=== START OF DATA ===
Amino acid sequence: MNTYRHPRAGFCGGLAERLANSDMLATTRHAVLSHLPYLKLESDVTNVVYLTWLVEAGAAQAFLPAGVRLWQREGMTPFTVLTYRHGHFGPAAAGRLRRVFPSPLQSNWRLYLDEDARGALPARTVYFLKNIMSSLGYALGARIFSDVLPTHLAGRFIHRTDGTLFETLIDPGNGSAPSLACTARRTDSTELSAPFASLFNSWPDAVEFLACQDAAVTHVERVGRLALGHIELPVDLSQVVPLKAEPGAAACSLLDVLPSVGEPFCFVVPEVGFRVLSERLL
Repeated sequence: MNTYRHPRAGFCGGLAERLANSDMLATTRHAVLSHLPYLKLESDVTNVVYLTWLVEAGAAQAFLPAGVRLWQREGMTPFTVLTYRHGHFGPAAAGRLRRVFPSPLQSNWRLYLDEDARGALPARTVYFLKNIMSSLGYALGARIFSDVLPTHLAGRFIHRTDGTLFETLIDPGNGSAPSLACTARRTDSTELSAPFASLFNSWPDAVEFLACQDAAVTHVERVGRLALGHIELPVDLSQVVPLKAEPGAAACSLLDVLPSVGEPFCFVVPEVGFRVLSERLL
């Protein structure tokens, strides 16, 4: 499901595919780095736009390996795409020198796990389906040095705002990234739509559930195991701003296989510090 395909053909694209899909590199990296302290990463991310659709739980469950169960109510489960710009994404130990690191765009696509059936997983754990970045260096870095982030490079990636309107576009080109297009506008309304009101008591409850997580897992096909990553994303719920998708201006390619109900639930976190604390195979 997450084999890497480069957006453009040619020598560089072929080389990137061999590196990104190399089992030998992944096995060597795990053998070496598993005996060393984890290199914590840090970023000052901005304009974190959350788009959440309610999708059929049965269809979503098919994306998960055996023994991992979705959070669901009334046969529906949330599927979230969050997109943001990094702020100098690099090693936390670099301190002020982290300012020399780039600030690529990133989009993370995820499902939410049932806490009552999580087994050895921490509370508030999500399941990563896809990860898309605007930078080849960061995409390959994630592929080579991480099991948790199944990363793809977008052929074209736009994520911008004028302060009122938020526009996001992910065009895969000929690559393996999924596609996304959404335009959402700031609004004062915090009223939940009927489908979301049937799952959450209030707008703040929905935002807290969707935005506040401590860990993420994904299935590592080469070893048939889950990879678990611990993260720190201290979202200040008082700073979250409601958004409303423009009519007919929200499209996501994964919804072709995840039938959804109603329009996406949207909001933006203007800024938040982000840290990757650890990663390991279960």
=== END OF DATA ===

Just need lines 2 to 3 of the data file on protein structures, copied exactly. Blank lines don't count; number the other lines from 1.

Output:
Repeated sequence: MNTYRHPRAGFCGGLAERLANSDMLATTRHAVLSHLPYLKLESDVTNVVYLTWLVEAGAAQAFLPAGVRLWQREGMTPFTVLTYRHGHFGPAAAGRLRRVFPSPLQSNWRLYLDEDARGALPARTVYFLKNIMSSLGYALGARIFSDVLPTHLAGRFIHRTDGTLFETLIDPGNGSAPSLACTARRTDSTELSAPFASLFNSWPDAVEFLACQDAAVTHVERVGRLALGHIELPVDLSQVVPLKAEPGAAACSLLDVLPSVGEPFCFVVPEVGFRVLSERLL
């Protein structure tokens, strides 16, 4: 499901595919780095736009390996795409020198796990389906040095705002990234739509559930195991701003296989510090 395909053909694209899909590199990296302290990463991310659709739980469950169960109510489960710009994404130990690191765009696509059936997983754990970045260096870095982030490079990636309107576009080109297009506008309304009101008591409850997580897992096909990553994303719920998708201006390619109900639930976190604390195979 997450084999890497480069957006453009040619020598560089072929080389990137061999590196990104190399089992030998992944096995060597795990053998070496598993005996060393984890290199914590840090970023000052901005304009974190959350788009959440309610999708059929049965269809979503098919994306998960055996023994991992979705959070669901009334046969529906949330599927979230969050997109943001990094702020100098690099090693936390670099301190002020982290300012020399780039600030690529990133989009993370995820499902939410049932806490009552999580087994050895921490509370508030999500399941990563896809990860898309605007930078080849960061995409390959994630592929080579991480099991948790199944990363793809977008052929074209736009994520911008004028302060009122938020526009996001992910065009895969000929690559393996999924596609996304959404335009959402700031609004004062915090009223939940009927489908979301049937799952959450209030707008703040929905935002807290969707935005506040401590860990993420994904299935590592080469070893048939889950990879678990611990993260720190201290979202200040008082700073979250409601958004409303423009009519007919929200499209996501994964919804072709995840039938959804109603329009996406949207909001933006203007800024938040982000840290990757650890990663390991279960």